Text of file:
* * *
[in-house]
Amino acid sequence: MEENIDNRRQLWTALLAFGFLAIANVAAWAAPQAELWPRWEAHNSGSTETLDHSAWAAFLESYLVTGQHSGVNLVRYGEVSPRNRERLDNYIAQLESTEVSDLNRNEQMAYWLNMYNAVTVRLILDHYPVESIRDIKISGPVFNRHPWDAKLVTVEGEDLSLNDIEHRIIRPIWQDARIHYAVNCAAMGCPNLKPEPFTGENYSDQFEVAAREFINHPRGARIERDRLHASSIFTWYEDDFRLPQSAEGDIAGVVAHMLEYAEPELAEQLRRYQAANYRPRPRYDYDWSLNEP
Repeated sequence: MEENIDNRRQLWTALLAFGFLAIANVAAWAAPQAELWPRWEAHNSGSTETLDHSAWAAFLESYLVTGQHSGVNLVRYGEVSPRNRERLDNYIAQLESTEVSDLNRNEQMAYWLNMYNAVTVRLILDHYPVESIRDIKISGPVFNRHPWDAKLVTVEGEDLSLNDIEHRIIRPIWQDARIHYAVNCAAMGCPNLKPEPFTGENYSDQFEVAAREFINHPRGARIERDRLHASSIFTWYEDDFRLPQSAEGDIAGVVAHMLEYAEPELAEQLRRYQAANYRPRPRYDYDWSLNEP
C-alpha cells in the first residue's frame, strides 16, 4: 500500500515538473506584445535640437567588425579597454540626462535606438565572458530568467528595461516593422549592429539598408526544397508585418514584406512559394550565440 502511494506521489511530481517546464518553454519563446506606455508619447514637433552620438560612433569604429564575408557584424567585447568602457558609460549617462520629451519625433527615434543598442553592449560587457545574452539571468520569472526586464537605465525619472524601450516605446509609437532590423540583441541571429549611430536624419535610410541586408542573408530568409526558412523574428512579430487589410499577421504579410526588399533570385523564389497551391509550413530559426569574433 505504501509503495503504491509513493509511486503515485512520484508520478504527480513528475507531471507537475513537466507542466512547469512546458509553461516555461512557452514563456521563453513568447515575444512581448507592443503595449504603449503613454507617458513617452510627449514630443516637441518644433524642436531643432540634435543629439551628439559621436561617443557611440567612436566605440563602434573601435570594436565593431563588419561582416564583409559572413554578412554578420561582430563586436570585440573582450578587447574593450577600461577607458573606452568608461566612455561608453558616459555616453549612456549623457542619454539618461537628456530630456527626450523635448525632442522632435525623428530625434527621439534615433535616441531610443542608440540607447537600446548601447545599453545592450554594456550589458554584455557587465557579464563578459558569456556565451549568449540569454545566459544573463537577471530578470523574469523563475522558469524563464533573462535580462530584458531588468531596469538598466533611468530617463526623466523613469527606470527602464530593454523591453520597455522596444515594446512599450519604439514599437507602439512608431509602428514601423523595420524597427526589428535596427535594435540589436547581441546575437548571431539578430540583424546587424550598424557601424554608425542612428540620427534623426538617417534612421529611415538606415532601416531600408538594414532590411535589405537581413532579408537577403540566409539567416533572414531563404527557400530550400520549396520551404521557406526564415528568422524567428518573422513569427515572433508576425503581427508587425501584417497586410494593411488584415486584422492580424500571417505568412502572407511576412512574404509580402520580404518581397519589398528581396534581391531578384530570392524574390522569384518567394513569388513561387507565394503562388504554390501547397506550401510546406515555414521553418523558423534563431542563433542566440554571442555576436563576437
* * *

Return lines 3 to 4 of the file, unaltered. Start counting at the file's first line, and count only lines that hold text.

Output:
Repeated sequence: MEENIDNRRQLWTALLAFGFLAIANVAAWAAPQAELWPRWEAHNSGSTETLDHSAWAAFLESYLVTGQHSGVNLVRYGEVSPRNRERLDNYIAQLESTEVSDLNRNEQMAYWLNMYNAVTVRLILDHYPVESIRDIKISGPVFNRHPWDAKLVTVEGEDLSLNDIEHRIIRPIWQDARIHYAVNCAAMGCPNLKPEPFTGENYSDQFEVAAREFINHPRGARIERDRLHASSIFTWYEDDFRLPQSAEGDIAGVVAHMLEYAEPELAEQLRRYQAANYRPRPRYDYDWSLNEP
C-alpha cells in the first residue's frame, strides 16, 4: 500500500515538473506584445535640437567588425579597454540626462535606438565572458530568467528595461516593422549592429539598408526544397508585418514584406512559394550565440 502511494506521489511530481517546464518553454519563446506606455508619447514637433552620438560612433569604429564575408557584424567585447568602457558609460549617462520629451519625433527615434543598442553592449560587457545574452539571468520569472526586464537605465525619472524601450516605446509609437532590423540583441541571429549611430536624419535610410541586408542573408530568409526558412523574428512579430487589410499577421504579410526588399533570385523564389497551391509550413530559426569574433 505504501509503495503504491509513493509511486503515485512520484508520478504527480513528475507531471507537475513537466507542466512547469512546458509553461516555461512557452514563456521563453513568447515575444512581448507592443503595449504603449503613454507617458513617452510627449514630443516637441518644433524642436531643432540634435543629439551628439559621436561617443557611440567612436566605440563602434573601435570594436565593431563588419561582416564583409559572413554578412554578420561582430563586436570585440573582450578587447574593450577600461577607458573606452568608461566612455561608453558616459555616453549612456549623457542619454539618461537628456530630456527626450523635448525632442522632435525623428530625434527621439534615433535616441531610443542608440540607447537600446548601447545599453545592450554594456550589458554584455557587465557579464563578459558569456556565451549568449540569454545566459544573463537577471530578470523574469523563475522558469524563464533573462535580462530584458531588468531596469538598466533611468530617463526623466523613469527606470527602464530593454523591453520597455522596444515594446512599450519604439514599437507602439512608431509602428514601423523595420524597427526589428535596427535594435540589436547581441546575437548571431539578430540583424546587424550598424557601424554608425542612428540620427534623426538617417534612421529611415538606415532601416531600408538594414532590411535589405537581413532579408537577403540566409539567416533572414531563404527557400530550400520549396520551404521557406526564415528568422524567428518573422513569427515572433508576425503581427508587425501584417497586410494593411488584415486584422492580424500571417505568412502572407511576412512574404509580402520580404518581397519589398528581396534581391531578384530570392524574390522569384518567394513569388513561387507565394503562388504554390501547397506550401510546406515555414521553418523558423534563431542563433542566440554571442555576436563576437